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Former AIG CEO Hank Greenberg sues Eliot Spitzer for defamation

Hank Greenberg
Jin Lee | Bloomberg | Getty Images
Hank Greenberg

Everyone wondered how long it would take for Wall Street to jump into the ring once they found out former New York Gov. Eliot Spitzer was running for public office again. Well, now we know the answer: Just a few days.

Former AIG CEO Maurice "Hank" Greenberg, who has sparred with Spitzer for years since Spitzer accused him of fraud to juice AIG's results, is suing Spitzer for defamation.

Spitzer, formerly known as the "Sheriff of Wall Street" for aggressively pursuing financial misdeeds of Wall Street while he was New York Attorney General, announced earlier this week that he is running for New York City comptroller, five years after he resigned in disgrace as governor amid a prostitution scandal.

On Friday, Greenberg filed the suit, which alleges that Spitzer made defamatory statements against him between 2004 and 2012.

It cites a May 21, 2012 interview Spitzer did with the New York Law Journal, in which he said Greenberg and other executives have "run the company in a corrupt way" and "were running a corrupt company."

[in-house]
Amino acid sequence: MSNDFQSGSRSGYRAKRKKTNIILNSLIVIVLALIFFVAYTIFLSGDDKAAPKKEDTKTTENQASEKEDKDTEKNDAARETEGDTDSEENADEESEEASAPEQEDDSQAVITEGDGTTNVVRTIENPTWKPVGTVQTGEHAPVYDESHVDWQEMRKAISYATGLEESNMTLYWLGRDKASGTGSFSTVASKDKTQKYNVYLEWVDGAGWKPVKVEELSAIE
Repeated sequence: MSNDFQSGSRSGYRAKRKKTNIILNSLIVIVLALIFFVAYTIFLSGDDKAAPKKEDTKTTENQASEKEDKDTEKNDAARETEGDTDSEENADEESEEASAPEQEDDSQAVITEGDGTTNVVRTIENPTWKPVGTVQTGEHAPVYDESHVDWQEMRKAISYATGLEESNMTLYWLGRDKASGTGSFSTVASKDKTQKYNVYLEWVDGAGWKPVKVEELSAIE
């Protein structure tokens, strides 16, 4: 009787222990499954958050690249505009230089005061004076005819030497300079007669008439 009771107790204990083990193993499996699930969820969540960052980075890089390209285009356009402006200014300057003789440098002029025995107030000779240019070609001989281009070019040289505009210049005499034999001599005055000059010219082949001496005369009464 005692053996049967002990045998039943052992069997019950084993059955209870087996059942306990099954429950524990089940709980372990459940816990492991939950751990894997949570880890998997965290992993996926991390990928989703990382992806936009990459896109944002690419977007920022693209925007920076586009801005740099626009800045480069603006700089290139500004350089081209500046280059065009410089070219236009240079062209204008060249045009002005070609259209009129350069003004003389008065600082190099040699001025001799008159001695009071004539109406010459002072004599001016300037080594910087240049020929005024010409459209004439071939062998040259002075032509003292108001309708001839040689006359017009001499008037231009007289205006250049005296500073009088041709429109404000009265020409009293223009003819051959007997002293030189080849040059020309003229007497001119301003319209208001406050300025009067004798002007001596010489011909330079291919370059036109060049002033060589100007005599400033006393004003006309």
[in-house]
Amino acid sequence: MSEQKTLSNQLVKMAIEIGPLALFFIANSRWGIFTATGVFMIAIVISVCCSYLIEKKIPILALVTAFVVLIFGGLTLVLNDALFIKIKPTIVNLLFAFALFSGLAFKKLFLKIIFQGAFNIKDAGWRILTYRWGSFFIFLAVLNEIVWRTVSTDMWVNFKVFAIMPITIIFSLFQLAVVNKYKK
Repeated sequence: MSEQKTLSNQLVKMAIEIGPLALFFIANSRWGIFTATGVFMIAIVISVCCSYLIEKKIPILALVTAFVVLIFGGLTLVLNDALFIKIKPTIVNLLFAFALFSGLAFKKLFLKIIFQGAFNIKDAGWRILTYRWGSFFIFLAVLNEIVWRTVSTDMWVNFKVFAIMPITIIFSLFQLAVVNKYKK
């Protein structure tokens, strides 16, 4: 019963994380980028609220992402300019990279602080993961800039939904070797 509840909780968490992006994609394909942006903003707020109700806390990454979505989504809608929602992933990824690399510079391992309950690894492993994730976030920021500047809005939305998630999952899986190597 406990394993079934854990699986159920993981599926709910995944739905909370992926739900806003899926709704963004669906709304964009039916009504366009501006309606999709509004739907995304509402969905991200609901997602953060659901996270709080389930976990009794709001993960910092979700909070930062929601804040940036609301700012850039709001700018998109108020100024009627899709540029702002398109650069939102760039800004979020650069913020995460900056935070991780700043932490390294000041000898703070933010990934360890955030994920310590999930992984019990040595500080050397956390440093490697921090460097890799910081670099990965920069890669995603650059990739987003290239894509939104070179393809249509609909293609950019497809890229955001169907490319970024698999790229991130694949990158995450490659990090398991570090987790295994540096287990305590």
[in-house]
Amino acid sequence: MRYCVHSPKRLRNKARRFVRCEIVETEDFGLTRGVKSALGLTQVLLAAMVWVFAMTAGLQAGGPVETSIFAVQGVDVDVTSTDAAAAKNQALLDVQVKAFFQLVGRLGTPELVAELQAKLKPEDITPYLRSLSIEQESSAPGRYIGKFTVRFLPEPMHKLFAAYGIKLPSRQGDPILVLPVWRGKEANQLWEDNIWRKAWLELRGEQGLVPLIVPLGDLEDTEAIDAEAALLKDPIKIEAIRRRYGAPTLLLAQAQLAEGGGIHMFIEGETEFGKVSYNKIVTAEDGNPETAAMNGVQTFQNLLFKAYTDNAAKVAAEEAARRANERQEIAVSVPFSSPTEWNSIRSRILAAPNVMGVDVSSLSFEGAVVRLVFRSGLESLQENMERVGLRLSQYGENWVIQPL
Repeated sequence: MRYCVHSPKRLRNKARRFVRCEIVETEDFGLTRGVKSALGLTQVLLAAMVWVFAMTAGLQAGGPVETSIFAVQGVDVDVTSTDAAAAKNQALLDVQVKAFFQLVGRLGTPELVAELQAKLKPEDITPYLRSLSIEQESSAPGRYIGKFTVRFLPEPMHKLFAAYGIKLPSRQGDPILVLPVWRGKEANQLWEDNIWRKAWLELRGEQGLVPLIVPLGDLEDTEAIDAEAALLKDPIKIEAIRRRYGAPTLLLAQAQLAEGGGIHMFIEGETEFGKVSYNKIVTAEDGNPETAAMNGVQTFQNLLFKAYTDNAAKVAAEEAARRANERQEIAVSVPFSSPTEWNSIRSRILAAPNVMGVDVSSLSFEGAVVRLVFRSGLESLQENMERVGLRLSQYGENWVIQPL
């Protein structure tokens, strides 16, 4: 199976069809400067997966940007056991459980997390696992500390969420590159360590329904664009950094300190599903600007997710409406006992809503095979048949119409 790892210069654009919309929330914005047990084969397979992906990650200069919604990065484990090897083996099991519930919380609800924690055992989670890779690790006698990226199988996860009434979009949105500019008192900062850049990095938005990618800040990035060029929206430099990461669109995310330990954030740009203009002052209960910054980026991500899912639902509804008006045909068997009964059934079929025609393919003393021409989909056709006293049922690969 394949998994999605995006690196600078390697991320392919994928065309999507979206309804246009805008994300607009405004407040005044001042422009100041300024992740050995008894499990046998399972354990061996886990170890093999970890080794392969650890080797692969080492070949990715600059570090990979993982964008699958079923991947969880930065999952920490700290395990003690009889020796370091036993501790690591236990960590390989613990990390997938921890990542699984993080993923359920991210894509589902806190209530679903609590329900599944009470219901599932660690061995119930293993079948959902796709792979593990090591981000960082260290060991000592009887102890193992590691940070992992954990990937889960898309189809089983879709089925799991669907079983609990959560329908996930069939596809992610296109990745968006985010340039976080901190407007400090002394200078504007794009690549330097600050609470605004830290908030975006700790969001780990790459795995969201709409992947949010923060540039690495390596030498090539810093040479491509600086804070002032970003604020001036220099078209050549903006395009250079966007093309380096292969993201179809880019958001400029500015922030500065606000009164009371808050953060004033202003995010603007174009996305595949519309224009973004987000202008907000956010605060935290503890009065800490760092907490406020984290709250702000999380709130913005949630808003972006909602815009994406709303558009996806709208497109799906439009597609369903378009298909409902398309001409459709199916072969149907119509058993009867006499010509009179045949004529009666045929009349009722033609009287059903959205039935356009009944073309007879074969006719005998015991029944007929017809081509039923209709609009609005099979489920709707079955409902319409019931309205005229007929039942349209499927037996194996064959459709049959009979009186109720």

Former New York Gov. Eliot Spitzer is mobbed by reporters while attempting to collect signatures to run for comptroller of New York City.
Getty Images
Former New York Gov. Eliot Spitzer is mobbed by reporters while attempting to collect signatures to run for comptroller of New York City.

It also cites a July 13, 2012 interview with Maria Bartiromo on CNBC's "Closing Bell" in which Spitzer said "Hank Greenberg's accounting was fraudulent."

Furthermore, the suit says, these comments by Spitzer "are part of a long-standing malicious campaign by Mr. Spitzer ... to discredit Mr. Greenberg and damage Mr. Greenberg's reputation and career, while attempting to bolster Mr. Spitzer's own reputation and career."

The suit was filed in Putnam County, where Greenberg resides. Under "factual allegations," it states that "Mr. Greenberg has lived an exemplary life and enjoyed a good reputation in this community" and that he is "widely recognized as one of the greatest American business leaders of the 20th century."

In an interview with CNBC earlier this week, Spitzer said he thinks that primary voters will look at "the totality of my career" as opposed to the scandal that pushed him out of elective office.

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